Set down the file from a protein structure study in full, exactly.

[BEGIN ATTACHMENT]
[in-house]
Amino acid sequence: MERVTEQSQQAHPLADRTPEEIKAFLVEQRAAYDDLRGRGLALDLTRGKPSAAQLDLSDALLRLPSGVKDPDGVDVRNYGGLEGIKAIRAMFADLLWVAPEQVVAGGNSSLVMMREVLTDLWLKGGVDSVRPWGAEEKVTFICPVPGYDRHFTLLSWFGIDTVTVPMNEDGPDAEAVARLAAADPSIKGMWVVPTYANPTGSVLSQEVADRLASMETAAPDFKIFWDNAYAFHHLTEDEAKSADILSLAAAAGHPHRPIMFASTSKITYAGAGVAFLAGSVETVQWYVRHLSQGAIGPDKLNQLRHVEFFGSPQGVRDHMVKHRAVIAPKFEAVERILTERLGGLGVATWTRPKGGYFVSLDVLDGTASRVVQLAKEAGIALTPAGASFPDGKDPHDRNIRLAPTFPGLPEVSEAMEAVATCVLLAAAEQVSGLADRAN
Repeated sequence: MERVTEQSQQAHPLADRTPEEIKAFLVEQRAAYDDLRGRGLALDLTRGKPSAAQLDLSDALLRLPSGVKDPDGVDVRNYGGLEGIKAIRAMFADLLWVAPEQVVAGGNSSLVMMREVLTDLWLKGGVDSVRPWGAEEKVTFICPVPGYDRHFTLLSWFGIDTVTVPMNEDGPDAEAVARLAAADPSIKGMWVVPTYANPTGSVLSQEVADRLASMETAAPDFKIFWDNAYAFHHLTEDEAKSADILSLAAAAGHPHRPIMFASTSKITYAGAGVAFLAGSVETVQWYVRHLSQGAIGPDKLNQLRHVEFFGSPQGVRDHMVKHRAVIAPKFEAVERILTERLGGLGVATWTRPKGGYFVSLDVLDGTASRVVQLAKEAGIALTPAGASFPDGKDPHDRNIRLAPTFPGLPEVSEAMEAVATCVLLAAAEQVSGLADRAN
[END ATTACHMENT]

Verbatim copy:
[in-house]
Amino acid sequence: MERVTEQSQQAHPLADRTPEEIKAFLVEQRAAYDDLRGRGLALDLTRGKPSAAQLDLSDALLRLPSGVKDPDGVDVRNYGGLEGIKAIRAMFADLLWVAPEQVVAGGNSSLVMMREVLTDLWLKGGVDSVRPWGAEEKVTFICPVPGYDRHFTLLSWFGIDTVTVPMNEDGPDAEAVARLAAADPSIKGMWVVPTYANPTGSVLSQEVADRLASMETAAPDFKIFWDNAYAFHHLTEDEAKSADILSLAAAAGHPHRPIMFASTSKITYAGAGVAFLAGSVETVQWYVRHLSQGAIGPDKLNQLRHVEFFGSPQGVRDHMVKHRAVIAPKFEAVERILTERLGGLGVATWTRPKGGYFVSLDVLDGTASRVVQLAKEAGIALTPAGASFPDGKDPHDRNIRLAPTFPGLPEVSEAMEAVATCVLLAAAEQVSGLADRAN
Repeated sequence: MERVTEQSQQAHPLADRTPEEIKAFLVEQRAAYDDLRGRGLALDLTRGKPSAAQLDLSDALLRLPSGVKDPDGVDVRNYGGLEGIKAIRAMFADLLWVAPEQVVAGGNSSLVMMREVLTDLWLKGGVDSVRPWGAEEKVTFICPVPGYDRHFTLLSWFGIDTVTVPMNEDGPDAEAVARLAAADPSIKGMWVVPTYANPTGSVLSQEVADRLASMETAAPDFKIFWDNAYAFHHLTEDEAKSADILSLAAAAGHPHRPIMFASTSKITYAGAGVAFLAGSVETVQWYVRHLSQGAIGPDKLNQLRHVEFFGSPQGVRDHMVKHRAVIAPKFEAVERILTERLGGLGVATWTRPKGGYFVSLDVLDGTASRVVQLAKEAGIALTPAGASFPDGKDPHDRNIRLAPTFPGLPEVSEAMEAVATCVLLAAAEQVSGLADRAN